Pro- and antisaccade task-switching: response suppression-and not vector inversion-contributes to a task-set inertia.
Tari B., Heath M.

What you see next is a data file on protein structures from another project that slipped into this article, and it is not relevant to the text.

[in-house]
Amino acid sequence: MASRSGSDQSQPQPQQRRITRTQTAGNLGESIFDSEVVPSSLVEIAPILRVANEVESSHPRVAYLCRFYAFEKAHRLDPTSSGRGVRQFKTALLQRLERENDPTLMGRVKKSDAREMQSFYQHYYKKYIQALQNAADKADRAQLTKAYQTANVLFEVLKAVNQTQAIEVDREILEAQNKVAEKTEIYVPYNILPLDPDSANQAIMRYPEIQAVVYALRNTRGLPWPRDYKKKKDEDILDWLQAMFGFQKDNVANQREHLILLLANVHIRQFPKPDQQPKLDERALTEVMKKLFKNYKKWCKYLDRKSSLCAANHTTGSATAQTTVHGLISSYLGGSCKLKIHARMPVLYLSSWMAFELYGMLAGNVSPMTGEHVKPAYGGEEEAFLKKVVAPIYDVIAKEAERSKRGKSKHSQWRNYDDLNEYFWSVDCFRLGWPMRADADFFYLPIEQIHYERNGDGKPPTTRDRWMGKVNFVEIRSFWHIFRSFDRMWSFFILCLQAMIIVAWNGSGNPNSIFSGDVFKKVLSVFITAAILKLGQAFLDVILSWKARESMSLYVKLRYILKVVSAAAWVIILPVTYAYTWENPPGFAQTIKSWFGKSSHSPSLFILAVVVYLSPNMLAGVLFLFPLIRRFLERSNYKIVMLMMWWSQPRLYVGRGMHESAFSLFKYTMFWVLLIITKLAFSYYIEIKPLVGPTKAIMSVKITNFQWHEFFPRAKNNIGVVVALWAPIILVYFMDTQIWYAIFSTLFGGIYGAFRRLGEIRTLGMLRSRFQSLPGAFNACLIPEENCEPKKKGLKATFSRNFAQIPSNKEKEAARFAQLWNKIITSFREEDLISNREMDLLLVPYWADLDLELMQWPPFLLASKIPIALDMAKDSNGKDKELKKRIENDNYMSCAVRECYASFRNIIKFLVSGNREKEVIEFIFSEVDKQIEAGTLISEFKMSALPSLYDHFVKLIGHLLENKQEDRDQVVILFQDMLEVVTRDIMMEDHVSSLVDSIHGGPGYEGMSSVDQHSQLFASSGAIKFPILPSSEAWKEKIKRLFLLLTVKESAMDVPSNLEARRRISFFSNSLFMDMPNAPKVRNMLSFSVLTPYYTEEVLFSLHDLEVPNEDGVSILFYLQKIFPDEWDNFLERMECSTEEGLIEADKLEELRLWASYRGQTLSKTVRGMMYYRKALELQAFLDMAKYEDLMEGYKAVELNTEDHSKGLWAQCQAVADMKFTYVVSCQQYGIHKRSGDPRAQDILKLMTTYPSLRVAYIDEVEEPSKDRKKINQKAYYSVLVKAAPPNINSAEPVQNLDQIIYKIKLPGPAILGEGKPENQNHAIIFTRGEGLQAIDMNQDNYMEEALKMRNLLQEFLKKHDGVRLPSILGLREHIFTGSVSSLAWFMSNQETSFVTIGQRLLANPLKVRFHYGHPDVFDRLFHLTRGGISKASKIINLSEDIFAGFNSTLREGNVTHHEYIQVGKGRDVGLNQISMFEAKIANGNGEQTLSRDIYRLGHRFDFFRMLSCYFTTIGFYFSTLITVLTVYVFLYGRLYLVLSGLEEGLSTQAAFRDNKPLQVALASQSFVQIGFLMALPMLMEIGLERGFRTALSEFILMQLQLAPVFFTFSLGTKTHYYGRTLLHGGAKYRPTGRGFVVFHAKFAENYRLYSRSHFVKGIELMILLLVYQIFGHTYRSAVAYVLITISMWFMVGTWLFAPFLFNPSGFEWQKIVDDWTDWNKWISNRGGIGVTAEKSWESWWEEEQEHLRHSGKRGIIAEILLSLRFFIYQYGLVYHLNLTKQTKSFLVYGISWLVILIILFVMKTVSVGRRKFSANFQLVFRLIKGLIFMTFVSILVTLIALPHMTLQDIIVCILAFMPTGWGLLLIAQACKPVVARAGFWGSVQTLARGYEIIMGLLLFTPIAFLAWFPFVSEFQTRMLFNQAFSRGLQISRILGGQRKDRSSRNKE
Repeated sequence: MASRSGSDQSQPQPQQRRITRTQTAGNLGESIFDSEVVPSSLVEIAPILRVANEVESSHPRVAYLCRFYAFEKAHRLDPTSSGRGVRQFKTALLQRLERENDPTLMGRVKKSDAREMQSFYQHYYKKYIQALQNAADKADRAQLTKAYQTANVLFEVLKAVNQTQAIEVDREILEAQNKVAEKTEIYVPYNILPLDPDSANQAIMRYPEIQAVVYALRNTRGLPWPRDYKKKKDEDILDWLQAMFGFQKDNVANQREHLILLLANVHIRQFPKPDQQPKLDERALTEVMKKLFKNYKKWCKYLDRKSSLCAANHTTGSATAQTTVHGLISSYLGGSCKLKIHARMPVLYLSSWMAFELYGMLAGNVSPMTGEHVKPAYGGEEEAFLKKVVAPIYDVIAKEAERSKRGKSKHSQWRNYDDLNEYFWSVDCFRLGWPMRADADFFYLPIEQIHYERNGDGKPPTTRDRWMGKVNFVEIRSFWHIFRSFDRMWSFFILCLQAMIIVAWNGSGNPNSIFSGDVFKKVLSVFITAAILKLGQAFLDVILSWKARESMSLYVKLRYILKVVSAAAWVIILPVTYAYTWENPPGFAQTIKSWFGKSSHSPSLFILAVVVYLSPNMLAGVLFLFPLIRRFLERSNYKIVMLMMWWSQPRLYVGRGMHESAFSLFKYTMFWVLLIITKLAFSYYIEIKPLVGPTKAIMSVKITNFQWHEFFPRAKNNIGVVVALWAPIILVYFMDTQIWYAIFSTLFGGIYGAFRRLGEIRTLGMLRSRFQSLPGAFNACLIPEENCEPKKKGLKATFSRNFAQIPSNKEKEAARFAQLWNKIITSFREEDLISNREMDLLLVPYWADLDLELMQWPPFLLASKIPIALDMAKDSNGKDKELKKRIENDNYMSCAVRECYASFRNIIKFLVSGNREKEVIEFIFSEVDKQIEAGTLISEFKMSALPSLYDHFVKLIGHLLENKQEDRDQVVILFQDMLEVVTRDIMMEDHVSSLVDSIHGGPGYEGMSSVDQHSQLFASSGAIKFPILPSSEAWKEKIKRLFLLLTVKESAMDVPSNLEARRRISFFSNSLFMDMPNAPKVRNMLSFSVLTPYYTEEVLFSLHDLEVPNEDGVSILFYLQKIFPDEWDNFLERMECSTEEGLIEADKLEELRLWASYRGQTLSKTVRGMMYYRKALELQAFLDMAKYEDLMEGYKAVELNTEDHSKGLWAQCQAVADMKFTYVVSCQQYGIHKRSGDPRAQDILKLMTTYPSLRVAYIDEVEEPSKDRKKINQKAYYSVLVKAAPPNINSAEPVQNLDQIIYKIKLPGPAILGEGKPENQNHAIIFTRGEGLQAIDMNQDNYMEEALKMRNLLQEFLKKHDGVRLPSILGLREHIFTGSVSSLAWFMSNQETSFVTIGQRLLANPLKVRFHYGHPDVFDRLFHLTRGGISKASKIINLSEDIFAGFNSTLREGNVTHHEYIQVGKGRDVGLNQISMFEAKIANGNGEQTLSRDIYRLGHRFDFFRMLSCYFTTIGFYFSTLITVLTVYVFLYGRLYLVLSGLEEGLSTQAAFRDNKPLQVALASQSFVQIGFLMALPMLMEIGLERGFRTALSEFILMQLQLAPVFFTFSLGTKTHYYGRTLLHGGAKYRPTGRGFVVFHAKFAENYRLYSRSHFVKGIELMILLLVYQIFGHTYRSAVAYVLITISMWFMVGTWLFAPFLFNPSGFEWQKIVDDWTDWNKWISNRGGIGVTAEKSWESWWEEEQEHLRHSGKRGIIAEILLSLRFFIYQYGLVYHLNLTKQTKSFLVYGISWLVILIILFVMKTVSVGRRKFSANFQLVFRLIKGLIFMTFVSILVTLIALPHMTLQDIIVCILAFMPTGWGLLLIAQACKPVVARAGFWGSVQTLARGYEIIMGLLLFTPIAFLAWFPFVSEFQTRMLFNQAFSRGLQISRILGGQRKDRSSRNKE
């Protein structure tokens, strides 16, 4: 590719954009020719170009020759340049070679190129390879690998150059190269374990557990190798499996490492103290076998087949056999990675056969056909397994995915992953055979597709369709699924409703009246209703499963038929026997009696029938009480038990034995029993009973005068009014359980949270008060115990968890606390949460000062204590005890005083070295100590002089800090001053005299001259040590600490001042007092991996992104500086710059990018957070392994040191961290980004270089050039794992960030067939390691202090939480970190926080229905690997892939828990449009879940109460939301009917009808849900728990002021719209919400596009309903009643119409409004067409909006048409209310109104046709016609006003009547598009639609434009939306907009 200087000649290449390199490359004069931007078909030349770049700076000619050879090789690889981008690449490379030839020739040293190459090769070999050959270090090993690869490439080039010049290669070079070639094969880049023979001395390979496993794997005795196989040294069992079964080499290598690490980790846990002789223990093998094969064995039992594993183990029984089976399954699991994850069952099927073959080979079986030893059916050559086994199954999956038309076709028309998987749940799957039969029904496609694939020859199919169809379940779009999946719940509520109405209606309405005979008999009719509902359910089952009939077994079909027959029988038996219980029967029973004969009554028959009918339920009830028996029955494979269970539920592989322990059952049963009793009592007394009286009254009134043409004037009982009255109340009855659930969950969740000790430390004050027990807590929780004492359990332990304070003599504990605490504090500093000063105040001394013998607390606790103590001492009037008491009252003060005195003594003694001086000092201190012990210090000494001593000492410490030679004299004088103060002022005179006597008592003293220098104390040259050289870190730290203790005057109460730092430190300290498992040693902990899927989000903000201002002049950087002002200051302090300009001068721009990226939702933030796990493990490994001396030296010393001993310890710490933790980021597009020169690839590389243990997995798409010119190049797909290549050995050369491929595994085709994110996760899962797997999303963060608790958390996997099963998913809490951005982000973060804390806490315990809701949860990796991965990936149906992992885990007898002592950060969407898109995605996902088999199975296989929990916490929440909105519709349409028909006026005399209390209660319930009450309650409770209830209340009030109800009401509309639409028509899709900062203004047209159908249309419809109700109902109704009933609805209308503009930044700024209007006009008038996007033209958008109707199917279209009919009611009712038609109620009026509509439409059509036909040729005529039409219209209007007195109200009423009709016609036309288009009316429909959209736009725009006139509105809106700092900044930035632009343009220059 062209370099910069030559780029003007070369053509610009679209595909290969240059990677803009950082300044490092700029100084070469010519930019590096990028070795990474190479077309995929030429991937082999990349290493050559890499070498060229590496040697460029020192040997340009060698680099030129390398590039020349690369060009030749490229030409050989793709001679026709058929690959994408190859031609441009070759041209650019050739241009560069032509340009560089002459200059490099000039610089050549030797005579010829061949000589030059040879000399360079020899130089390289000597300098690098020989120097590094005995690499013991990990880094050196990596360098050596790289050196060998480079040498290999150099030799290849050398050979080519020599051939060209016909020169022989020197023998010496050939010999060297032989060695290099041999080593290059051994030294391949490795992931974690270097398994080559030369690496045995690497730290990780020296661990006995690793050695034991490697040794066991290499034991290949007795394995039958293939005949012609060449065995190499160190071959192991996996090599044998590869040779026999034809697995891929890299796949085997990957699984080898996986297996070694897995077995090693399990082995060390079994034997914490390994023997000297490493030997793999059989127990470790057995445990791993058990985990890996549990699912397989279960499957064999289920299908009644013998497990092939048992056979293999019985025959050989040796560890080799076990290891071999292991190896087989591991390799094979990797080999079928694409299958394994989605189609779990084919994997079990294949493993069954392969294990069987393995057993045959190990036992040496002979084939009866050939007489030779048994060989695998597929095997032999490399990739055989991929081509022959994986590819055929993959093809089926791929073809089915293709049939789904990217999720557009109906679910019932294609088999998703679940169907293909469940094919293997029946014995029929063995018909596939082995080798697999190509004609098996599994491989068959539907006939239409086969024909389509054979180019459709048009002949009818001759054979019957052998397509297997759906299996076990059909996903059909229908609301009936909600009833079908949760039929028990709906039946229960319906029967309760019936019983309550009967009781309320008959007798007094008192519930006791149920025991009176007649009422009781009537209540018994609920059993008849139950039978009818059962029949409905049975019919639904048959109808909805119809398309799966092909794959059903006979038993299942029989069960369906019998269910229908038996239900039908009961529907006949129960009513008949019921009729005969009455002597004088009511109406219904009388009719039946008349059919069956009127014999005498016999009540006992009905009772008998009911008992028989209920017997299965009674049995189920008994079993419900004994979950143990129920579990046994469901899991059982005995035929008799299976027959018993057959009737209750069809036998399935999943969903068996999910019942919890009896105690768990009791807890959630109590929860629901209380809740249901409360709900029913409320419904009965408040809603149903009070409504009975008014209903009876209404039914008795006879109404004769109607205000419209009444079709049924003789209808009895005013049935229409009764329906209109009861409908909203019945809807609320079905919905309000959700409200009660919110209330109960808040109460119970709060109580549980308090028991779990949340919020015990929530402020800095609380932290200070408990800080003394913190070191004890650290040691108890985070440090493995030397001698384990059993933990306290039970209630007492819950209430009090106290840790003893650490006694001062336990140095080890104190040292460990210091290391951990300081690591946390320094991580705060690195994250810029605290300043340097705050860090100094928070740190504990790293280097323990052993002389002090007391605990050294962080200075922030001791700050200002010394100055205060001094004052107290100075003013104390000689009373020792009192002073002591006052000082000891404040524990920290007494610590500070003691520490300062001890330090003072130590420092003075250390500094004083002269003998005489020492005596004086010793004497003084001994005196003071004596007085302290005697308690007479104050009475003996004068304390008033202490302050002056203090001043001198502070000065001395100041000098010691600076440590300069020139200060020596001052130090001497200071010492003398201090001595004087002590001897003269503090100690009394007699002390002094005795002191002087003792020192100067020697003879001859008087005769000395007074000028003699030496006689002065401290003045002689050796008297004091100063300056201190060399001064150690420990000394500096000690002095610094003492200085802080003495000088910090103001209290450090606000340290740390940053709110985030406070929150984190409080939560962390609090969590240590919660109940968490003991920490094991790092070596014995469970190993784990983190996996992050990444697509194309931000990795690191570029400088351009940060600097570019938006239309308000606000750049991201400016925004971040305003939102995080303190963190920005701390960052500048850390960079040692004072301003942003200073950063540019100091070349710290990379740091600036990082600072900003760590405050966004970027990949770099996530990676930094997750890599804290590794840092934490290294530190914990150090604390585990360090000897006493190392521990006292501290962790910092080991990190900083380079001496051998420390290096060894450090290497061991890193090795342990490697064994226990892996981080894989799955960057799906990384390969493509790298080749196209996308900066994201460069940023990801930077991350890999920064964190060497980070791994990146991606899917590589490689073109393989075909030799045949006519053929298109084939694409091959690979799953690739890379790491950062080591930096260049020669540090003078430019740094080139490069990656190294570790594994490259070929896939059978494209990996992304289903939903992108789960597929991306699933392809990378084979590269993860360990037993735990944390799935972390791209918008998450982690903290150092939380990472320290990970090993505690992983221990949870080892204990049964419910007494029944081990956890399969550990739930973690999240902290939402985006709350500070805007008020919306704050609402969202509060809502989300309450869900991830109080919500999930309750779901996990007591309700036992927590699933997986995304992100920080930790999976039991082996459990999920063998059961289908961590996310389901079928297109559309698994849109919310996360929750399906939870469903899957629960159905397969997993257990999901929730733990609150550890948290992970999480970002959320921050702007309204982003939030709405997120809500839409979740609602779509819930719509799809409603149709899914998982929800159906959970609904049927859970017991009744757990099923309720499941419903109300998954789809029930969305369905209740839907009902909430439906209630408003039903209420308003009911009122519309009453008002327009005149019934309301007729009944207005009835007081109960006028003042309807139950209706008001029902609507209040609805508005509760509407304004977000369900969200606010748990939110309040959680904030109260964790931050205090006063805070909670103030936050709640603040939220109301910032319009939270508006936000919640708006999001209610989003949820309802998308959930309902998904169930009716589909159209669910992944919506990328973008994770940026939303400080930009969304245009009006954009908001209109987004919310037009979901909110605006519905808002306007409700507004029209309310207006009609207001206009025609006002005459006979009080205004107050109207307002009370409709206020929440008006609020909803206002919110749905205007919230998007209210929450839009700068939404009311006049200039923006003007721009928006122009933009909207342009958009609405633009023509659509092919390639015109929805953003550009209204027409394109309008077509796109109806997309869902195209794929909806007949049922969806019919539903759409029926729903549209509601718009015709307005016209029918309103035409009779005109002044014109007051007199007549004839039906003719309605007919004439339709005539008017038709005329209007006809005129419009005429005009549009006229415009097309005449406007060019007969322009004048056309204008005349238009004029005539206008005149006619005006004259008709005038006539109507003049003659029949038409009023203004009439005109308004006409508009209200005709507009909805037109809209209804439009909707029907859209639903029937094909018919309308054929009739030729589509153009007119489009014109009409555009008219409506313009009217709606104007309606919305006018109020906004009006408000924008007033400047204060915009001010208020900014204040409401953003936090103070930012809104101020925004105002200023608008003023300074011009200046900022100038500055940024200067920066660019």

Alternating between different tasks represents an executive function essential to activities of daily living. In the oculomotor literature, reaction times (RT) for a 'standard' and stimulus-driven (SD) prosaccade (i.e., saccade to target at target onset) are increased when preceded by a 'non-standard' antisaccade (i.e., saccade mirror-symmetrical to target at target onset), whereas the converse switch does not elicit an RT cost. The prosaccade switch-cost has been attributed to lingering neural activity-or task-set inertia-related to the antisaccade executive demands of response suppression and vector inversion. It is, however, unclear whether response suppression and/or vector inversion contribute to the prosaccade switch-cost. Experiment 1 of the present work had participants alternate (i.e., AABB paradigm) between minimally delayed (MD) pro- and antisaccades. MD saccades require a response after target extinction and necessitate response suppression for both pro- and antisaccades-a paradigm providing a framework to determine whether vector inversion contributes to a task-set inertia. In Experiment 2, participants alternated between SD pro- and MD antisaccades-a paradigm designed to determine if a switch-cost is selectively imparted when a SD and standard response is preceded by a non-standard response. Experiment 1 showed that RTs for MD pro- and antisaccades were refractory to the preceding trial-type; that is, vector inversion did not engender a switch-cost. Experiment 2 indicated that RTs for SD prosaccades were increased when preceded by an MD antisaccade. Accordingly, response suppression engenders a task-set inertia but only for a subsequent stimulus-driven and standard response (i.e., SD prosaccade). Such a result is in line with the view that response suppression is a hallmark feature of executive function.